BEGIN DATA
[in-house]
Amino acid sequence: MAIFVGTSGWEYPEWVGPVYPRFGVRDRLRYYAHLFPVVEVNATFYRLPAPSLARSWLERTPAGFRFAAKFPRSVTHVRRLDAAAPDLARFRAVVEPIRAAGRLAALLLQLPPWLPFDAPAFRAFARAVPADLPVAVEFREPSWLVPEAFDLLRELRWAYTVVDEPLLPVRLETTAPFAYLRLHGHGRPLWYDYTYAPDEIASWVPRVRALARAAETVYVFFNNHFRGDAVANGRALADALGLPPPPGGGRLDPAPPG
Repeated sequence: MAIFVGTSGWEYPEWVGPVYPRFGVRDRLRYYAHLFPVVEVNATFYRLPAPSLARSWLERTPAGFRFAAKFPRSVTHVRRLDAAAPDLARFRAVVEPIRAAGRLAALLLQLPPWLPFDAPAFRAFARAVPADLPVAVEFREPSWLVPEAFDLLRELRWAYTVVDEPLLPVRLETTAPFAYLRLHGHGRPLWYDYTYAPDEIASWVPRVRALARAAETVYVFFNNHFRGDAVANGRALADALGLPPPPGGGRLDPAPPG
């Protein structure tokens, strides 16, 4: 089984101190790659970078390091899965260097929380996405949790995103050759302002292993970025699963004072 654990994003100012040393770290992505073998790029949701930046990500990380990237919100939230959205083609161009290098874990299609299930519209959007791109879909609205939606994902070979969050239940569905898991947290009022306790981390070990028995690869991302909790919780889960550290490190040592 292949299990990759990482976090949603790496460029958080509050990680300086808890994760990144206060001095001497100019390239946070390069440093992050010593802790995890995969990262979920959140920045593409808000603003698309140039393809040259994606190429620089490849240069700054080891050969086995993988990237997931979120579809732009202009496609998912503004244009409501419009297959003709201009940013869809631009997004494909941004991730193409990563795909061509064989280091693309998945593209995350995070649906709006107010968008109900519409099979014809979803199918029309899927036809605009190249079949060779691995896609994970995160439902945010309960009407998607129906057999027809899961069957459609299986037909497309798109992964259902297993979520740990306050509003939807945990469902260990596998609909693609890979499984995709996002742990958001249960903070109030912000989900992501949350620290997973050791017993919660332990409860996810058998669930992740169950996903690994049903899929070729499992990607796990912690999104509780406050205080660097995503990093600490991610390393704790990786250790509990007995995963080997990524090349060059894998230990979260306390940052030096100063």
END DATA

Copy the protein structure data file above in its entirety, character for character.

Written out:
[in-house]
Amino acid sequence: MAIFVGTSGWEYPEWVGPVYPRFGVRDRLRYYAHLFPVVEVNATFYRLPAPSLARSWLERTPAGFRFAAKFPRSVTHVRRLDAAAPDLARFRAVVEPIRAAGRLAALLLQLPPWLPFDAPAFRAFARAVPADLPVAVEFREPSWLVPEAFDLLRELRWAYTVVDEPLLPVRLETTAPFAYLRLHGHGRPLWYDYTYAPDEIASWVPRVRALARAAETVYVFFNNHFRGDAVANGRALADALGLPPPPGGGRLDPAPPG
Repeated sequence: MAIFVGTSGWEYPEWVGPVYPRFGVRDRLRYYAHLFPVVEVNATFYRLPAPSLARSWLERTPAGFRFAAKFPRSVTHVRRLDAAAPDLARFRAVVEPIRAAGRLAALLLQLPPWLPFDAPAFRAFARAVPADLPVAVEFREPSWLVPEAFDLLRELRWAYTVVDEPLLPVRLETTAPFAYLRLHGHGRPLWYDYTYAPDEIASWVPRVRALARAAETVYVFFNNHFRGDAVANGRALADALGLPPPPGGGRLDPAPPG
């Protein structure tokens, strides 16, 4: 089984101190790659970078390091899965260097929380996405949790995103050759302002292993970025699963004072 654990994003100012040393770290992505073998790029949701930046990500990380990237919100939230959205083609161009290098874990299609299930519209959007791109879909609205939606994902070979969050239940569905898991947290009022306790981390070990028995690869991302909790919780889960550290490190040592 292949299990990759990482976090949603790496460029958080509050990680300086808890994760990144206060001095001497100019390239946070390069440093992050010593802790995890995969990262979920959140920045593409808000603003698309140039393809040259994606190429620089490849240069700054080891050969086995993988990237997931979120579809732009202009496609998912503004244009409501419009297959003709201009940013869809631009997004494909941004991730193409990563795909061509064989280091693309998945593209995350995070649906709006107010968008109900519409099979014809979803199918029309899927036809605009190249079949060779691995896609994970995160439902945010309960009407998607129906057999027809899961069957459609299986037909497309798109992964259902297993979520740990306050509003939807945990469902260990596998609909693609890979499984995709996002742990958001249960903070109030912000989900992501949350620290997973050791017993919660332990409860996810058998669930992740169950996903690994049903899929070729499992990607796990912690999104509780406050205080660097995503990093600490991610390393704790990786250790509990007995995963080997990524090349060059894998230990979260306390940052030096100063």